NASA's Aqua satellite passed over the Eastern Pacific Ocean on Aug. 29 at 08:53 UTC/4:53 a.m. EDT, and the Atmospheric Infrared Sounder or AIRS instrument captured an infrared look at the region. AIRS data showed Tropical Storm Juliette near the western coast of the Baja California peninsula. Satellite data shows that only a small area of thunderstorms remained around Juliette's center. Some of the thunderstorms did have very cold cloud top temperatures near -63F/-53C, which is indicative of heavy rainfall.
NASA's Aqua satellite captured this infrared image of Tropical Storm Juliette and two other developing low pressure areas.
Image Credit: NASA/JPL, Ed Olsen
Tropical Storm Juliette formed on Aug. 28 at 5 p.m. EDT from System 95E that had been hugging the western Mexico coast for several days. Juliette was born near 21.5 north and 108.6 west, just 130 miles/205 km southeast of Cabo San Lucas, Mexico and had maximum sustained winds near 45 mph/75 kph.
By 11 a.m. EDT/1500 UTC on Aug. 29, Tropical Storm Juliette had maximum sustained winds near 40 mph/65 kph. The National Hurricane Center expects Juliette to weaken later in the day. Juliette was centered near latitude 25.7 north and longitude 113.1 west, just about 80 miles/130 km northwest of Cabo San Lazaro, Mexico. Juliette is moving toward the northwest near 22 mph/35 kph but is expected to slow down later today.
The National Hurricane Center expects that Juliette will turn to the west-northwest and slow down on Aug. 30. Juliette's center will keep moving along or near the west coast of the Baja California Peninsula through the evening hours of Aug. 29, and weakening because it continues to interact with the coast, and is moving into cooler waters. Juliette is forecast to become a remnant low tonight or Friday.
There are two other low pressure areas in the Eastern Pacific, but they are expected to be slow to develop.
The first low pressure area is located about 800 mile south-southwest of the southern tip of Baja California. It's a broad area of low pressure that is generating a large area of clouds and some showers. AIRS data showed that there were some thunderstorms in this low capable of dropping heavy rainfall. Some storms had very cold cloud top temperatures near -63F/-53C which tells scientists that the thunderstorms were extending high into the troposphere. That low is moving to the northeast or north-northeast at 10 mph. It has a 10 percent chance for development for the next day or two, before it reaches cooler waters.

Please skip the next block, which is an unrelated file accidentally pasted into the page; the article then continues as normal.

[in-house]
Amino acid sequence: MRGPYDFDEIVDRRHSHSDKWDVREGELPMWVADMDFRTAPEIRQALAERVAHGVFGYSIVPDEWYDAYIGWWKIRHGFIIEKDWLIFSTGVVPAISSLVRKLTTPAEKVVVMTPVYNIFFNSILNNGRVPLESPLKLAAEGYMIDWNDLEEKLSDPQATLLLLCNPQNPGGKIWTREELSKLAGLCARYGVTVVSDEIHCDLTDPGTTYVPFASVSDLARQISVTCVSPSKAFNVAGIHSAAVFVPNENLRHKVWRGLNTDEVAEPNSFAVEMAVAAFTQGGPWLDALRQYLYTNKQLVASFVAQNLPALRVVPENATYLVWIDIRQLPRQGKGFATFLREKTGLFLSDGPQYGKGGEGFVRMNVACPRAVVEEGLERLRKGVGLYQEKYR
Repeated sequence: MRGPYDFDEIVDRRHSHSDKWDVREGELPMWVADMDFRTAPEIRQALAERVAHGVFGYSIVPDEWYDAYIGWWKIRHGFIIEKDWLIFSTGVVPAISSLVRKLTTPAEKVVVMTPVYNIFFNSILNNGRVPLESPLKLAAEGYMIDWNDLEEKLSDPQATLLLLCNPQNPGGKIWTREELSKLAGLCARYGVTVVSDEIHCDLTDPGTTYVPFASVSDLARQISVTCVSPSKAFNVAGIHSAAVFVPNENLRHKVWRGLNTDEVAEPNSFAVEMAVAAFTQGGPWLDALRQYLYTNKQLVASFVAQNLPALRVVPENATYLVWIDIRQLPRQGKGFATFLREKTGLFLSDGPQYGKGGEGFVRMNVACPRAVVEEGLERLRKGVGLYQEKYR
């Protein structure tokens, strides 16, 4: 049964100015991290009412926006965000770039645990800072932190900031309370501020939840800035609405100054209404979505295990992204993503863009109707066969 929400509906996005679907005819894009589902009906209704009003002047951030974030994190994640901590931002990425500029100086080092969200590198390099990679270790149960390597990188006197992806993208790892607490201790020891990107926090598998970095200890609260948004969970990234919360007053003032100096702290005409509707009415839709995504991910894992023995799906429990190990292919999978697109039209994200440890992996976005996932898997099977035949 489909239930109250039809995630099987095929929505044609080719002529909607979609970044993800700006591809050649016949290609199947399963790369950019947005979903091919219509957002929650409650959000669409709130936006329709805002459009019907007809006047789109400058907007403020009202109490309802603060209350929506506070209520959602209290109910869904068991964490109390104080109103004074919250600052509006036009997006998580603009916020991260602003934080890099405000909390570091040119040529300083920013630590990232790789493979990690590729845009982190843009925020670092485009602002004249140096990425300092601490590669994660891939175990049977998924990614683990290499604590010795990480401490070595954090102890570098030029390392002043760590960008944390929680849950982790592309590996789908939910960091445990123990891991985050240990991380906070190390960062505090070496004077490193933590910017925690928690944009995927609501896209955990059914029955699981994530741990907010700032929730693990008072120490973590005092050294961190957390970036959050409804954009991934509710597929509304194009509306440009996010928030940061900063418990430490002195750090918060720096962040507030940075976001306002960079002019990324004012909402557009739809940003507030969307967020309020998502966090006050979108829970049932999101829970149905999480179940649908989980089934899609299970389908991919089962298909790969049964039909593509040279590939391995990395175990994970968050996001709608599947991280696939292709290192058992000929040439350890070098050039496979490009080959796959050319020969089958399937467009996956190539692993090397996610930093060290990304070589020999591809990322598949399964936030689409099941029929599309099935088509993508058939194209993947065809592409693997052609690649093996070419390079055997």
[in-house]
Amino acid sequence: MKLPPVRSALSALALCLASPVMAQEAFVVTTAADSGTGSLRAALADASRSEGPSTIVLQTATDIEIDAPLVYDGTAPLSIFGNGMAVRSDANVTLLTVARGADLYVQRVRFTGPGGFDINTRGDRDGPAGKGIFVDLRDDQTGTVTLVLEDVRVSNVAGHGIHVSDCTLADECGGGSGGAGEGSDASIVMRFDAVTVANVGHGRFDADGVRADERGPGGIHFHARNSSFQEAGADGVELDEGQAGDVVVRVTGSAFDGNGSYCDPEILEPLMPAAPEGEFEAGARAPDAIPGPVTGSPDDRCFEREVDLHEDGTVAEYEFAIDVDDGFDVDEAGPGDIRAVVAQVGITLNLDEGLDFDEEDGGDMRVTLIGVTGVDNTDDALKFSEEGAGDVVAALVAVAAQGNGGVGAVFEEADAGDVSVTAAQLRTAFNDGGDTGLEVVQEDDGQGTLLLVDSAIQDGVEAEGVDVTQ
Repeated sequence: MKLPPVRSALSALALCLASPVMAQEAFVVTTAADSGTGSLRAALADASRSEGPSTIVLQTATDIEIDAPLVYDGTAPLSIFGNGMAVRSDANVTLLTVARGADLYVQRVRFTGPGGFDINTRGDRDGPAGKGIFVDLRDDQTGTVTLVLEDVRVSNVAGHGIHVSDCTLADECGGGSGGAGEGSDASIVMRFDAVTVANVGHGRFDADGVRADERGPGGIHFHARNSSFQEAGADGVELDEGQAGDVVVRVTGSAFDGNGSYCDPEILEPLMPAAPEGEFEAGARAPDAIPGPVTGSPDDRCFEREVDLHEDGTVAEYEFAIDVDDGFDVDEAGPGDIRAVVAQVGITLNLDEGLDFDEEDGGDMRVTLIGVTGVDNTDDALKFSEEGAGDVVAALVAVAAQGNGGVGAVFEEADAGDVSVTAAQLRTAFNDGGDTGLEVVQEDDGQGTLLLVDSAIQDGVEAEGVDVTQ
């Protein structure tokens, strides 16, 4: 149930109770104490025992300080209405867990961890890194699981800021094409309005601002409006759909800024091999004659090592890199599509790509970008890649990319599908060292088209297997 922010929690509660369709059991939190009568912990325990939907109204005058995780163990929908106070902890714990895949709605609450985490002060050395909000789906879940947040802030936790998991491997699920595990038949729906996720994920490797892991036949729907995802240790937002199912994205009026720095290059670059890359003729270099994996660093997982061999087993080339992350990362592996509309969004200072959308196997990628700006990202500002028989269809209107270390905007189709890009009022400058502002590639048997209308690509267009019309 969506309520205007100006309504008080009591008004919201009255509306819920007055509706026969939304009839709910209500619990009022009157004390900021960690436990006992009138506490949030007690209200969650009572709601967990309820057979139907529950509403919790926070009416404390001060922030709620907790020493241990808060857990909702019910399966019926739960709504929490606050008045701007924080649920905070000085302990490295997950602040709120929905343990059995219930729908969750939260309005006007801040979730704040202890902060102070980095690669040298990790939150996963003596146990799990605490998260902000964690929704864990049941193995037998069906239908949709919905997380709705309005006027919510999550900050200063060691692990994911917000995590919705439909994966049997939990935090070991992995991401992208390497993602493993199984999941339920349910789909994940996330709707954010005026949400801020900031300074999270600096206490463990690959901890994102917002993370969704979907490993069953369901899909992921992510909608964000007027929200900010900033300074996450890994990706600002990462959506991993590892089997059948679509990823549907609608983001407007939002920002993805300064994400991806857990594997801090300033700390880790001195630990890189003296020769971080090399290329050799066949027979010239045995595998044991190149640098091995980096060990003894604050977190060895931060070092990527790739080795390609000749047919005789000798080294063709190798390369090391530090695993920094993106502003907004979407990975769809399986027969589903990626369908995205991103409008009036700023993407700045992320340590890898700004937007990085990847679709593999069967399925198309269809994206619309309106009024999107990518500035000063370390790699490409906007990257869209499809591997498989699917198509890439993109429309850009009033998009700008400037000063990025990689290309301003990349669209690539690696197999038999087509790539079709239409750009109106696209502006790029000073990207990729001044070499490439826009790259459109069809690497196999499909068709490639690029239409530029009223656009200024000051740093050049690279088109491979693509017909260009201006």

The second low pressure area lies to the west of the first low. That low is located 1,500 miles west-southwest of the southern tip of the Baja California peninsula, and satellite data showed that shower activity decreased from the previous day. This low is moving northward and has a 20 percent chance of development in the next two days, according to the National Hurricane Center.Text credit: Rob Gutro
Rob Gutro | EurekAlert!
PR of MCC: Carbon removal from atmosphere unavoidable for 1.5 degree target
22.05.2018 | Mercator Research Institute on Global Commons and Climate Change (MCC) gGmbH
Monitoring lava lake levels in Congo volcano
16.05.2018 | Seismological Society of America
At the LASYS 2018, from June 5th to 7th, the Laser Zentrum Hannover e.V. (LZH) will be showcasing processes for the laser material processing of tomorrow in hall 4 at stand 4E75. With blown bomb shells the LZH will present first results of a research project on civil security.
At this year's LASYS, the LZH will exhibit light-based processes such as cutting, welding, ablation and structuring as well as additive manufacturing for...
There are videos on the internet that can make one marvel at technology. For example, a smartphone is casually bent around the arm or a thin-film display is rolled in all directions and with almost every diameter. From the user's point of view, this looks fantastic. From a professional point of view, however, the question arises: Is that already possible?
At Display Week 2018, scientists from the Fraunhofer Institute for Applied Polymer Research IAP will be demonstrating today’s technological possibilities and...
So-called quantum many-body scars allow quantum systems to stay out of equilibrium much longer, explaining experiment | Study published in Nature Physics
Recently, researchers from Harvard and MIT succeeded in trapping a record 53 atoms and individually controlling their quantum state, realizing what is called a...
The historic first detection of gravitational waves from colliding black holes far outside our galaxy opened a new window to understanding the universe. A...
A team led by Austrian experimental physicist Rainer Blatt has succeeded in characterizing the quantum entanglement of two spatially separated atoms by observing their light emission. This fundamental demonstration could lead to the development of highly sensitive optical gradiometers for the precise measurement of the gravitational field or the earth's magnetic field.
The age of quantum technology has long been heralded. Decades of research into the quantum world have led to the development of methods that make it possible...
02.05.2018 | Event News
13.04.2018 | Event News
12.04.2018 | Event News
22.05.2018 | Life Sciences
22.05.2018 | Earth Sciences
22.05.2018 | Trade Fair News